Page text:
CivicScience | Corporate Responsibility and the Socially-Conscious Consumer

Retail

Corporate Responsibility and the Socially-Conscious Consumer

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Many stories have come out recently about the safety and welfare of workers, so it’s easy to see why there has been increased buzz about Corporate Social Responsibility (CSR), and company policies that affect the health and safety of workers. Many businesses have been getting heat for their not-so-great track record on sweatshops, while businesses like American Apparel have gone sweatshop-free. Some businesses, such as Toms, have even sprouted with the implicit goal of being socially-responsible.

Corporate Social Responsibility encompasses other policies outside of sweatshops and working labor, but workplace safety is a main focus for many apparel and retail businesses.

We wanted to find out how important a company’s social consciousness is to consumers, and whether or not this informs their purchasing decisions.

Corporate Social Responsibility impacts 74% of Consumers

As we can see, 73% of U.S. adults care at least somewhat about a company’s social consciousness when choosing where to shop and what to buy.

That’s great and all, but do they put their money where their mouths are?

Unfortunately social consciousness, and businesses that prioritize Corporate Social Responsibility, frequently come with a higher price tag. It’s much cheaper to make clothes when labor is cheap, and when ethical standards are lower. Are people willing to pay up to support a cause that they care about?

People Who Value Corporate Social Responsibility will pay more for clothing and apparel

As you can see, there is a strong correlation between those who care about social consciousness, and the extra money they are willing to spend for clothing that is socially-responsible. 7% of those who answered “very important” to the former question would pay over 25% more for socially-responsible clothing, and 12% would pay up to 25% more.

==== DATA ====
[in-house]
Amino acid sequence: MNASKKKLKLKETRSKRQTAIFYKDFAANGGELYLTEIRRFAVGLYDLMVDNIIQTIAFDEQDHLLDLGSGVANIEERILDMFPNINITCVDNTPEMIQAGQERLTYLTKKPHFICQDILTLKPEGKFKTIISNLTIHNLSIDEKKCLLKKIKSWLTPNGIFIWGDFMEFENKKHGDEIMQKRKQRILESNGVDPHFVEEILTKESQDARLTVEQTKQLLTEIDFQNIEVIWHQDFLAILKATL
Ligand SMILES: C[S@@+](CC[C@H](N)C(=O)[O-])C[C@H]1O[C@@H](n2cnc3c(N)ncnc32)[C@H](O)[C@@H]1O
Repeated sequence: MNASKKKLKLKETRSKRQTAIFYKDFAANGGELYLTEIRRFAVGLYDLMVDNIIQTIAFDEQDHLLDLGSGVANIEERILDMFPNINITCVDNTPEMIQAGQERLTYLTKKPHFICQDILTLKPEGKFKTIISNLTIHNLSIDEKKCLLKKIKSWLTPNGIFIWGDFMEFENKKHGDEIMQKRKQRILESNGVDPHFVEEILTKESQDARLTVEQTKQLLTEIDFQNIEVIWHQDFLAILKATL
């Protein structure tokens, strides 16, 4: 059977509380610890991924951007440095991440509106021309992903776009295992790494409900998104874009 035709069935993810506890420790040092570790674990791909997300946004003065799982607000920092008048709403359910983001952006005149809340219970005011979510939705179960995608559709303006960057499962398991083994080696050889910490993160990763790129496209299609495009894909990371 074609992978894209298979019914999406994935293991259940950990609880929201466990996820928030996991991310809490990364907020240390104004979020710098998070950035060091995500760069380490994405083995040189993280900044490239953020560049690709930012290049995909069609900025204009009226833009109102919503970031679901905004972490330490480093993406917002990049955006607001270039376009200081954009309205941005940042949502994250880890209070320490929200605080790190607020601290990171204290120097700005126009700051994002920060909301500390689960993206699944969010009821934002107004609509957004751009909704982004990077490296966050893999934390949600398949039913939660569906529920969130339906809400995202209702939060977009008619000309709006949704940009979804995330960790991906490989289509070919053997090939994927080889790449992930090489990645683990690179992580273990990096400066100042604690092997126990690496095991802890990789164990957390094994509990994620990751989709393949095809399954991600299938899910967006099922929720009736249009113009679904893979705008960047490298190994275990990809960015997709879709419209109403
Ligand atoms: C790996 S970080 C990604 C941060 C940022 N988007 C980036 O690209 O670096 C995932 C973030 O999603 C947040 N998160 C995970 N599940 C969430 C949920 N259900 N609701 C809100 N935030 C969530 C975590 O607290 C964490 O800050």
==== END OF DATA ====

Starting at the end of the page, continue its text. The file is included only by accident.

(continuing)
Those who would pay up to 5% or 10% more are identical among those who consider a company’s social consciousness either very or somewhat important.

As we might expect, 85% of those who answered “Not at all important” to the first question would not pay anything more for socially-responsible clothing.

The Conflicting Numbers on Corporate Social Responsibility

The group that considers a company’s social consciousness very important is exactly halfway split between those who would pay more for socially-responsible clothing and those who wouldn’t. So, there are different ways to look at these numbers – it’s a classic, “Is the glass half empty, or half full?”

It is fantastic that many consumers are willing to pay more for clothing they ethically support, though it’s disconcerting that 50% of these socially-conscious consumers are not willing to pay more.

I have to ask, is it that these consumers do not want to pay, or cannot afford to?


People who value Corporate Social Responsibility (CSR) make less money than those who don't.

As it turns out, many of these consumers may not be able to pay extra for the socially-responsible clothing that they may morally align with. 18% of this group earns below $25k, and as a whole, this group is less likely to earn over $100k, and is more likely to earn under $50k.

What This Means for Businesses

Businesses want to make consumers feel good about what they are supporting and the products they purchase. Therefore, ones that can bridge this gap of intent vs. income may find a strong base of consumers. These folks may be excited to find products that best match their values and their price point. Not to mention the positive impact these businesses would have on the world around them.

However, if retail businesses plan to charge over 10% for clothing because it is more socially-conscious, they can naturally expect to find less consumers willing to pay. If they keep their prices within 5-10% of other clothing, however, they can expect to bring in large numbers of consumers, from those who care about social consciousness to those who don’t. This parallels past research we’ve done, showing that today’s companies and CEOs have a significant financial incentive to support the causes that they care about.

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